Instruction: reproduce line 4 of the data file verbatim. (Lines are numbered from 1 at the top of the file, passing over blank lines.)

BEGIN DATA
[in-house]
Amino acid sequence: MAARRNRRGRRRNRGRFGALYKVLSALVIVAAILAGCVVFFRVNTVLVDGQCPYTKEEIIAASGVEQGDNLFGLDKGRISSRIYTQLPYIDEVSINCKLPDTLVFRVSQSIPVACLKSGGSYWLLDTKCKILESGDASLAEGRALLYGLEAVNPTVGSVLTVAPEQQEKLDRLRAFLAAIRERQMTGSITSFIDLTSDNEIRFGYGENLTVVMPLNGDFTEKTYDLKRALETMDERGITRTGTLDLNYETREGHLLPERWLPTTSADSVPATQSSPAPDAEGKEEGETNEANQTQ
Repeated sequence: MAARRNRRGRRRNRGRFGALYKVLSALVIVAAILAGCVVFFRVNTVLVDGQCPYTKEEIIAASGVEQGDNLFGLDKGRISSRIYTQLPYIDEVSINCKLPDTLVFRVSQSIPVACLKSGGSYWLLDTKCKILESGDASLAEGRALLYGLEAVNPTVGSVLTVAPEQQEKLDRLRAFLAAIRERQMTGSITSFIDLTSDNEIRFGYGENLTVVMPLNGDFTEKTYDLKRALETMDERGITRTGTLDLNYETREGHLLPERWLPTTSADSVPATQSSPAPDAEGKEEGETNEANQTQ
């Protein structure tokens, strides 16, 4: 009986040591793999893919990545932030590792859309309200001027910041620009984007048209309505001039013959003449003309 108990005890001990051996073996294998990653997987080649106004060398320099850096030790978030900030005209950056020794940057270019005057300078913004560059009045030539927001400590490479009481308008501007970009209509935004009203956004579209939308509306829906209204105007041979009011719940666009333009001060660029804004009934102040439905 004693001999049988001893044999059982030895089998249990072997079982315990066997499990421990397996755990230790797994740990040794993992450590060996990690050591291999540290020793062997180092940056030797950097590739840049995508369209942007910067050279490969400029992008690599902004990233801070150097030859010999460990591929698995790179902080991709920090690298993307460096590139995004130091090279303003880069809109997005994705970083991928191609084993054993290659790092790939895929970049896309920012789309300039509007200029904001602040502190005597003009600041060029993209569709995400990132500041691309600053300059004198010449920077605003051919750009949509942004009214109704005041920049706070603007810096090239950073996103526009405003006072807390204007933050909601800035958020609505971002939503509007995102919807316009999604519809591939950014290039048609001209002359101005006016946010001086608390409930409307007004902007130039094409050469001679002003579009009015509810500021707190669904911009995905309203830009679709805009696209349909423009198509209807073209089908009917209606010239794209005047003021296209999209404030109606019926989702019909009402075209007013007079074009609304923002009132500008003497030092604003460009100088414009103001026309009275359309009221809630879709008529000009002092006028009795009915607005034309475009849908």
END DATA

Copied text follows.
């Protein structure tokens, strides 16, 4: 009986040591793999893919990545932030590792859309309200001027910041620009984007048209309505001039013959003449003309 108990005890001990051996073996294998990653997987080649106004060398320099850096030790978030900030005209950056020794940057270019005057300078913004560059009045030539927001400590490479009481308008501007970009209509935004009203956004579209939308509306829906209204105007041979009011719940666009333009001060660029804004009934102040439905 004693001999049988001893044999059982030895089998249990072997079982315990066997499990421990397996755990230790797994740990040794993992450590060996990690050591291999540290020793062997180092940056030797950097590739840049995508369209942007910067050279490969400029992008690599902004990233801070150097030859010999460990591929698995790179902080991709920090690298993307460096590139995004130091090279303003880069809109997005994705970083991928191609084993054993290659790092790939895929970049896309920012789309300039509007200029904001602040502190005597003009600041060029993209569709995400990132500041691309600053300059004198010449920077605003051919750009949509942004009214109704005041920049706070603007810096090239950073996103526009405003006072807390204007933050909601800035958020609505971002939503509007995102919807316009999604519809591939950014290039048609001209002359101005006016946010001086608390409930409307007004902007130039094409050469001679002003579009009015509810500021707190669904911009995905309203830009679709805009696209349909423009198509209807073209089908009917209606010239794209005047003021296209999209404030109606019926989702019909009402075209007013007079074009609304923002009132500008003497030092604003460009100088414009103001026309009275359309009221809630879709008529000009002092006028009795009915607005034309475009849908």